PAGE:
ESPN seems to be making its first steps in stopping the hemorrhage of subscribers for its network.
The network lost 2 million subscribers in 2018, and while that loss is substantial, it is not nearly as steep as it has been in the past few years. ESPN lost 15 million subscribers between 2011 and 2018.
As Outkick the Coverage reported, there is a general decline in cable subscriptions and television viewership over the past decade, but ESPN has been disproportionately impacted by this general decline.
Here's the big question ESPN faces, how does it avoid dying? Going political has finally been rejected as a disaster, ESPN+ isn't the answer either. How does the company survive as cord cutting slowly strangles it to death? https://t.co/ADKbU2uXb1
— Clay Travis (@ClayTravis) November 23, 2018
Many believe the losses at ESPN since 2011 are the fault of the overpoliticization of the network. Just over the past few months, some of its discussion topics and decisions have earned backlash, including:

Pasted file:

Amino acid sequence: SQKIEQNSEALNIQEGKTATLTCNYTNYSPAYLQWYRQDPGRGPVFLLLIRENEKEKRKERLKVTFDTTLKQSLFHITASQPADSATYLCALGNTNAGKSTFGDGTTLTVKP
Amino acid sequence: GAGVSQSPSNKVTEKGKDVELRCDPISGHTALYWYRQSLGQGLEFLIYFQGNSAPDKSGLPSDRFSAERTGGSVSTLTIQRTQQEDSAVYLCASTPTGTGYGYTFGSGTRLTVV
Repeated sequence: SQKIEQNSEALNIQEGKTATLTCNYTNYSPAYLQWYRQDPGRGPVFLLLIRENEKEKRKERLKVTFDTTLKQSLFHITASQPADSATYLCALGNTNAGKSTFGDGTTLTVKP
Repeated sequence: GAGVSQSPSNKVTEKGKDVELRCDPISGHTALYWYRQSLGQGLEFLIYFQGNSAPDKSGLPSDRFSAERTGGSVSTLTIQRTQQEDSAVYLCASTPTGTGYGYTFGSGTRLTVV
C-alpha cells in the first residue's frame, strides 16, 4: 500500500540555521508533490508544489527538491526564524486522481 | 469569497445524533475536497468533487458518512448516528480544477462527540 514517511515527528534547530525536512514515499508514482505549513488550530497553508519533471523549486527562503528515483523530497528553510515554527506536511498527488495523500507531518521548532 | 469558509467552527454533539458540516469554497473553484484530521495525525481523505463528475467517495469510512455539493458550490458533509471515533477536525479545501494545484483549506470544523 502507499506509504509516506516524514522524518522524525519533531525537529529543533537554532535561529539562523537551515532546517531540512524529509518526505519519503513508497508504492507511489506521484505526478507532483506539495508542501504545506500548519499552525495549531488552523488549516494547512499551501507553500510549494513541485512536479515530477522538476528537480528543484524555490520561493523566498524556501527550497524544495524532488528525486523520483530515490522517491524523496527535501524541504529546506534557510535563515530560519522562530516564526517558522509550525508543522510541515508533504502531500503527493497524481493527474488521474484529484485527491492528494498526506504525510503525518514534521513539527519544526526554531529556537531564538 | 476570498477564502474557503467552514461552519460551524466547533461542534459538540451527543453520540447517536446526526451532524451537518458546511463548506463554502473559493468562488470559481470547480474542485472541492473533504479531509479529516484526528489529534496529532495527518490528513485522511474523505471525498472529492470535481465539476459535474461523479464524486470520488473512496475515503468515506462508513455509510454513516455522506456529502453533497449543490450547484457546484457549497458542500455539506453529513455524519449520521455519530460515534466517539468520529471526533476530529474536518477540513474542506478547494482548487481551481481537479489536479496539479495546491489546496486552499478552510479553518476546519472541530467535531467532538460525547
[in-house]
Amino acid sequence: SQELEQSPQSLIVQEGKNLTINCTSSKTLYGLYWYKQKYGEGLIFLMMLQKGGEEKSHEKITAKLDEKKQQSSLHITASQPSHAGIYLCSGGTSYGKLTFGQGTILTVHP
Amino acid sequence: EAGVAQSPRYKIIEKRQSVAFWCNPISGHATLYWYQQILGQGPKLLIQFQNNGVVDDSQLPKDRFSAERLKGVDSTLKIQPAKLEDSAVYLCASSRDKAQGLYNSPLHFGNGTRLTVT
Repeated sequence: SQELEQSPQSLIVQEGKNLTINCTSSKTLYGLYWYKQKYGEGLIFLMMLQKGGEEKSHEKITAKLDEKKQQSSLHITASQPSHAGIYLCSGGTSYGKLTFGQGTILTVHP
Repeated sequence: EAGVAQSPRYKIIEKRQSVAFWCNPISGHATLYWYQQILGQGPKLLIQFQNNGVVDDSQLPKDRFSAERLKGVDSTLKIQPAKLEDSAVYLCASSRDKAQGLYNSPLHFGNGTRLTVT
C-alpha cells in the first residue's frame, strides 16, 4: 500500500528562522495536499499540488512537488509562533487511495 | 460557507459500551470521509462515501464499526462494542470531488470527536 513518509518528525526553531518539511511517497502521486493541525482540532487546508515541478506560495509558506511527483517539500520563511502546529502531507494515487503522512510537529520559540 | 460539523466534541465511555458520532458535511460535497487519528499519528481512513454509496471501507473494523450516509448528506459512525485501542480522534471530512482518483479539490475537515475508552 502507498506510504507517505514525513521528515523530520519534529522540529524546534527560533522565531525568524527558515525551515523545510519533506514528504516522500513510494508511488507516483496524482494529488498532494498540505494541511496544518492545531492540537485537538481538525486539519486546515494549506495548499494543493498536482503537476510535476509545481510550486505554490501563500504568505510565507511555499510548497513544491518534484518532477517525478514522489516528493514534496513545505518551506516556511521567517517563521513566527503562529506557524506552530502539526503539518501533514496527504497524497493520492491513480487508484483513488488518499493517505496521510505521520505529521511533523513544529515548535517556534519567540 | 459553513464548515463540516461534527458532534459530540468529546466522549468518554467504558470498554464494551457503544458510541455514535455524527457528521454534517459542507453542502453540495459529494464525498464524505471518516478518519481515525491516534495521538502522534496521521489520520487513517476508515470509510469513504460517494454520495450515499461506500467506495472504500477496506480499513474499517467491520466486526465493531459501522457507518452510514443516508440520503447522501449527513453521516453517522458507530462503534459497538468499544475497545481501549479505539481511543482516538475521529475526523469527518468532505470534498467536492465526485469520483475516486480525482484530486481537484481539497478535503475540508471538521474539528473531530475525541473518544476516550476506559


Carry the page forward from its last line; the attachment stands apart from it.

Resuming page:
- Host Stephen A. Smith said that Tiger Woods is “not black” in response to comments Woods made about having “respect” for the president’s office.
- Then-host Jemele Hill called Trump a “white supremacist.” She later left the network.
- ESPN declined to show the national anthem before NFL games to avoid the controversial protests.
In September, Disney CEO Bob Iger stated that he believed ESPN became too political and that he wanted to change that. Disney is the parent company of ESPN. Iger hired Jimmy Pitaro as ESPN’s president, and Pitaro has led the shift away from politics.
Iger told The Hollywood Reporter:
“There’s been a big debate about whether ESPN should be focused more on what happens on the field of sport than what happens in terms of where sports is societally or politically. Jimmy felt that the pendulum may have swung a little bit too far away from the field. And I happen to believe he was right. He has brought back some balance.”
That added balance may have helped ESPN slow its losses. Since Iger’s September interview, ESPN has mostly stayed outside of the political headlines, which can be especially difficult in an election year.
This is a significant change of pace from earlier in the year. The network lost 500,000 subscribers in April alone as it launched a new show, “Get Up,” that was produced by a former executive producer for Rachel Maddow’s MSNBC show.
It looks as though ESPN may have finally taken the hint that people don’t want to receive a political lecture with their sports highlights.